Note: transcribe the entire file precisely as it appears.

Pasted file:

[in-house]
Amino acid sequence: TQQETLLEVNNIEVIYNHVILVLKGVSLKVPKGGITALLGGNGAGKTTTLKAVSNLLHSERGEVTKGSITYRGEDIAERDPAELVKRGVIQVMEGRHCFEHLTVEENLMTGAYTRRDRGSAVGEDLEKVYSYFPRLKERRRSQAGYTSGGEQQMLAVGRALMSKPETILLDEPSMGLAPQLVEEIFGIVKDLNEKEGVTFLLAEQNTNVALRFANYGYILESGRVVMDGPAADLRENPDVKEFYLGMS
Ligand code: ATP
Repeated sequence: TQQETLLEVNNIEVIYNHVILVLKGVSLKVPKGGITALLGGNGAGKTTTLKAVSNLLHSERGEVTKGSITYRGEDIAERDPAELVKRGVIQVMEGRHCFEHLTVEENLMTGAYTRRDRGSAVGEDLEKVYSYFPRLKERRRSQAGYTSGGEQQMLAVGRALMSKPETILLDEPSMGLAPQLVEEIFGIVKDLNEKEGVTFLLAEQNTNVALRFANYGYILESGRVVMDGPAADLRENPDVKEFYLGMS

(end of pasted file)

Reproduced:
[in-house]
Amino acid sequence: TQQETLLEVNNIEVIYNHVILVLKGVSLKVPKGGITALLGGNGAGKTTTLKAVSNLLHSERGEVTKGSITYRGEDIAERDPAELVKRGVIQVMEGRHCFEHLTVEENLMTGAYTRRDRGSAVGEDLEKVYSYFPRLKERRRSQAGYTSGGEQQMLAVGRALMSKPETILLDEPSMGLAPQLVEEIFGIVKDLNEKEGVTFLLAEQNTNVALRFANYGYILESGRVVMDGPAADLRENPDVKEFYLGMS
Ligand code: ATP
Repeated sequence: TQQETLLEVNNIEVIYNHVILVLKGVSLKVPKGGITALLGGNGAGKTTTLKAVSNLLHSERGEVTKGSITYRGEDIAERDPAELVKRGVIQVMEGRHCFEHLTVEENLMTGAYTRRDRGSAVGEDLEKVYSYFPRLKERRRSQAGYTSGGEQQMLAVGRALMSKPETILLDEPSMGLAPQLVEEIFGIVKDLNEKEGVTFLLAEQNTNVALRFANYGYILESGRVVMDGPAADLRENPDVKEFYLGMS